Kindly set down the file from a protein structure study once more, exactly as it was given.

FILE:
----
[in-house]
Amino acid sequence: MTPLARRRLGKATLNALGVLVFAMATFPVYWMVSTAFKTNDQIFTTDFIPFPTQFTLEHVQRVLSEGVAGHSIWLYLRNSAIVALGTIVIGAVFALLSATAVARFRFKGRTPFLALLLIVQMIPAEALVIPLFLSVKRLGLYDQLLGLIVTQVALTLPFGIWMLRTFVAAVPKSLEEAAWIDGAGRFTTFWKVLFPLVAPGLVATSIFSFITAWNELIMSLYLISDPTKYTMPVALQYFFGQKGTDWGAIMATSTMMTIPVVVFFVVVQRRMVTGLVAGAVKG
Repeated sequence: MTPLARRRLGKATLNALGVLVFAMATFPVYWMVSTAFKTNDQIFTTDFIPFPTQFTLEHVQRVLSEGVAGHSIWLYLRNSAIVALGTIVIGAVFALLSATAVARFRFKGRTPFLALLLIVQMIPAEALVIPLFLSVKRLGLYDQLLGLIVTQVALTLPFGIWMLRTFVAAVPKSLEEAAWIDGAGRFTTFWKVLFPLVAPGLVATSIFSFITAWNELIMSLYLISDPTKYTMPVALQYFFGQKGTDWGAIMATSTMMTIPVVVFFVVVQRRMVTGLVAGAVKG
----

[in-house]
Amino acid sequence: MTPLARRRLGKATLNALGVLVFAMATFPVYWMVSTAFKTNDQIFTTDFIPFPTQFTLEHVQRVLSEGVAGHSIWLYLRNSAIVALGTIVIGAVFALLSATAVARFRFKGRTPFLALLLIVQMIPAEALVIPLFLSVKRLGLYDQLLGLIVTQVALTLPFGIWMLRTFVAAVPKSLEEAAWIDGAGRFTTFWKVLFPLVAPGLVATSIFSFITAWNELIMSLYLISDPTKYTMPVALQYFFGQKGTDWGAIMATSTMMTIPVVVFFVVVQRRMVTGLVAGAVKG
Repeated sequence: MTPLARRRLGKATLNALGVLVFAMATFPVYWMVSTAFKTNDQIFTTDFIPFPTQFTLEHVQRVLSEGVAGHSIWLYLRNSAIVALGTIVIGAVFALLSATAVARFRFKGRTPFLALLLIVQMIPAEALVIPLFLSVKRLGLYDQLLGLIVTQVALTLPFGIWMLRTFVAAVPKSLEEAAWIDGAGRFTTFWKVLFPLVAPGLVATSIFSFITAWNELIMSLYLISDPTKYTMPVALQYFFGQKGTDWGAIMATSTMMTIPVVVFFVVVQRRMVTGLVAGAVKG